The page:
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  XIX International AIDS Conference
July 22-27, 2012
Washington, DC
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Poor CD4 Responders Have Almost Doubled Risk of Non-AIDS Disease
  XIX International AIDS Conference, July 22-27, 2012, Washington, DC

Mark Mascolini

Adults who reach an undetectable viral load with their first antiretroviral combination but fail to boost their CD4 count above 200 within 15 months had almost a doubled risk of serious non-AIDS diseases in a 1228-person analysis of the Italian MASTER Cohort [1]. A new AIDS disease more than doubled chances that a non-AIDS disease would develop.

Previous research found that poor CD4 gains despite a good virologic response to antiretroviral therapy (ART) make AIDS or death more likely. For example, a prior MASTER Cohort analysis of 751 people starting ART with a CD4 count below 200 figured that every 10-fold higher CD4 count during follow-up halved the risk of a new AIDS disease or death (hazard ratio [HR] 0.51, 95% confidence interval [CI] 0.41 to 0.64, P < 0.001) [2].

But the impact of poor CD4 response on non-AIDS diseases had not been closely studied until the new MASTER Cohort analysis [1]. Focusing on poor CD4 responders, the researchers tabulated on-treatment non-AIDS diseases, defined as malignancies, severe non-AIDS infections, renal failure (confirmed estimated glomerular filtration rate below 30), cardiovascular events, liver disease, acute pancreatitis, or non-AIDS-related death. Patients stopped contributing to the analysis if they stopped ART, had a viral load above 50 copies for 180 days or more, or died because of AIDS.

The 1228 study participants had fewer than 200 CD4 cells when they started their first ART and had a confirmed viral load below 50 copies within 15 months of starting. The researchers defined CD4 nonresponse as a count below 200 after 15 months of treatment.

About three quarters of study participants were men, 55% had a clinical AIDS diagnosis, and about one quarter were injection drug users. Median pretreatment CD4 count was 76.5 (interquartile range [IQR] 28 to 142). After 1 year of treatment the median count climbed to 286 (IQR 197 to 387), but 319 people (26%) still had a count under 200.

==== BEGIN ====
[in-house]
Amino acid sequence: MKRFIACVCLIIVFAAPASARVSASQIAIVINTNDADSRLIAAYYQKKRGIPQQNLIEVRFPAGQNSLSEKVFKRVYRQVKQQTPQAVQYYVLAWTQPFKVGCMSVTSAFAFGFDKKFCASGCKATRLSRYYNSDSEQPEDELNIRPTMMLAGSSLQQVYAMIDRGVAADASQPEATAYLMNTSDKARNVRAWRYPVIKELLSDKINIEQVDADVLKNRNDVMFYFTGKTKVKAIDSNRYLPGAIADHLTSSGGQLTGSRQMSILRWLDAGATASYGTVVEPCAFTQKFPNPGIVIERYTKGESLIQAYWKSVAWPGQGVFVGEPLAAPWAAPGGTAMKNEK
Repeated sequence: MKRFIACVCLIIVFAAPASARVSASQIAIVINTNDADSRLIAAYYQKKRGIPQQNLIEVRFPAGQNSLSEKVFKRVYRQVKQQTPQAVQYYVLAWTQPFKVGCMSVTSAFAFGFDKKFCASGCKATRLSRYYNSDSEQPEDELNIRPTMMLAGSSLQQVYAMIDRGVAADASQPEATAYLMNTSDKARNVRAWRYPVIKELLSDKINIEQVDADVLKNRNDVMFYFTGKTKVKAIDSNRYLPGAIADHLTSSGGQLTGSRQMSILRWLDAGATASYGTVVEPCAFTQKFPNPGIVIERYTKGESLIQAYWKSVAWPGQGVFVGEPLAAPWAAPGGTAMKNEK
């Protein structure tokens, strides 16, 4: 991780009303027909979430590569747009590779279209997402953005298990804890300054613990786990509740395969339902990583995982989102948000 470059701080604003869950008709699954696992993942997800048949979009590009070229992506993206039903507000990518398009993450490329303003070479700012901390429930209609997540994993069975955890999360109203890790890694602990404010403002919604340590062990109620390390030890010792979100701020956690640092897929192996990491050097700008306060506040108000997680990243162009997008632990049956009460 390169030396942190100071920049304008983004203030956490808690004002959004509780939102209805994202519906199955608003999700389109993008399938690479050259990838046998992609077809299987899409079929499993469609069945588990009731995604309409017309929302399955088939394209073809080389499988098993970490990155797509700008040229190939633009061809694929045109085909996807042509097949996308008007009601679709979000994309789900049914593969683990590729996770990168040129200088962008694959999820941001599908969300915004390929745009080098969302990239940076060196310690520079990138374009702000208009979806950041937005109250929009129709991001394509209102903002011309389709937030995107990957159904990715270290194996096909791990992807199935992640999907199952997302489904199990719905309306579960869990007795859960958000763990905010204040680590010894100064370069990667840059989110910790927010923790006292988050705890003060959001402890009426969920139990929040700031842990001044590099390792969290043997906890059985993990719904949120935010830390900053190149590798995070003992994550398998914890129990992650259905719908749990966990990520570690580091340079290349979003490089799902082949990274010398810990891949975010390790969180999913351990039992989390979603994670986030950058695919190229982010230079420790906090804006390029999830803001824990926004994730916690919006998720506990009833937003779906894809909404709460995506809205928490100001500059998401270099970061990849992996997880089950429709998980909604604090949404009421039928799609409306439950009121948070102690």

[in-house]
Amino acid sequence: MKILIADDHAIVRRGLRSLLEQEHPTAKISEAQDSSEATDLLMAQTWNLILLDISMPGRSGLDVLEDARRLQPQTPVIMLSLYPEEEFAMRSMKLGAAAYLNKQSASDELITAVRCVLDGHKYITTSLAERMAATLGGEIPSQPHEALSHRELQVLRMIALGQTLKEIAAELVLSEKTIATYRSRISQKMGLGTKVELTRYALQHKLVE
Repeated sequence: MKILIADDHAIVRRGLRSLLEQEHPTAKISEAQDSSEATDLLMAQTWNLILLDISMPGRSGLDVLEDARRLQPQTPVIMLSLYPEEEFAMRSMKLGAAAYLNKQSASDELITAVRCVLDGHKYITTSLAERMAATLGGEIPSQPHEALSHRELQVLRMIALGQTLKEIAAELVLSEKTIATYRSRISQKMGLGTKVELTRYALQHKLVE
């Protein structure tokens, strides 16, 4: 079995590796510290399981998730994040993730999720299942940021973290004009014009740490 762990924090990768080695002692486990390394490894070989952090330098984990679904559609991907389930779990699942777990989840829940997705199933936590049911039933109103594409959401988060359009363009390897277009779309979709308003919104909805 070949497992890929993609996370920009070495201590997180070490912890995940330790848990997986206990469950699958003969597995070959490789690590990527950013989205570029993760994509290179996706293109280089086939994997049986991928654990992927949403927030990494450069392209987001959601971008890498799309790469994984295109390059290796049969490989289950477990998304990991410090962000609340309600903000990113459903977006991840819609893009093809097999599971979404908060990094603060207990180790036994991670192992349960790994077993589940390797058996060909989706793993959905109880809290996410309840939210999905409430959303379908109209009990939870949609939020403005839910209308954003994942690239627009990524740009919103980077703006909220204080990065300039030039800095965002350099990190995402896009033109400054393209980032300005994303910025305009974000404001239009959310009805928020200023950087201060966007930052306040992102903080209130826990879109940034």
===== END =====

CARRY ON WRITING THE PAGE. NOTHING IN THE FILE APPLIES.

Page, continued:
Median follow-up was 3 years (IQR 1.3 to 6.1). After 1 year of follow-up, the MASTER team counted 102 new non-AIDS diagnoses, 25 of them malignancies, 21 severe infections, 19 renal, 16 cardiovascular, 9 hepatic, 6 other nonfatal illnesses, and 6 deaths due to other non-AIDS causes. During the same period, clinicians made 70 new AIDS diagnoses. The non-AIDS diagnosis rate was 2.13 per 100 person-years, meaning a serious non-AIDS disease developed in about 2 of 100 people every year.

In univariate analysis, CD4 nonresponse raised the risk of a non-AIDS diagnosis 85% (HR 1.85, 95% CI 1.22 to 2.79, P = 0.004). Other significant predictors were older age (HR 1.03 per year, 95% CI 1.01 to 1.05, P = 0.005), injection drug use (HR 1.63, 95% CI 1.04 to 2.56, P = 0.034), and hepatitis coinfection (HR 1.95, 95% CI 1.17 to 3.23, P = 0.010).

After statistical adjustment for baseline traits, CD4 nonresponse almost doubled the risk of a serious new non-AIDS diagnosis (adjusted hazard ratio [aHR] 1.96, 95% CI 1.21 to 3.19, P = 0.006). An AIDS disease developing during follow-up more than doubled the risk of a serious non-AIDS disease (aHR 2.29, 95% CI 1.30 to 4.05, P < 0.004). A separate statistical analysis that considered an AIDS diagnosis as a time-varying covariate determined that CD4 nonresponse raised the risk of a serious non-AIDS diagnosis 86% (aHR 1.86, 95% CI 1.14 to 3.04, P = 0.013).

The researchers concluded that because poor CD4 responders run a greater risk of serious non-AIDS diagnoses, "this fragile population" urgently needs "innovative immune therapies."


1. Lapadula G, Chateneaud L, Gori A, et al. Increased risk of serious non-AIDS defining events and mortality among immunological non-responders to antiretroviral therapy in the Italian MASTER cohort. XIX International AIDS Conference. July 22-27, 2012. Abstract MOPE102.

2. Torti C, Lapadula G, Maggiolo F, et al. Predictors of AIDS-defining events among advanced naive patients after HAART. HIV Clin Trials. 2007;8:112-120. http://www.mastercohort.it/PublicDocs/Lavori_Pubb_28.pdf.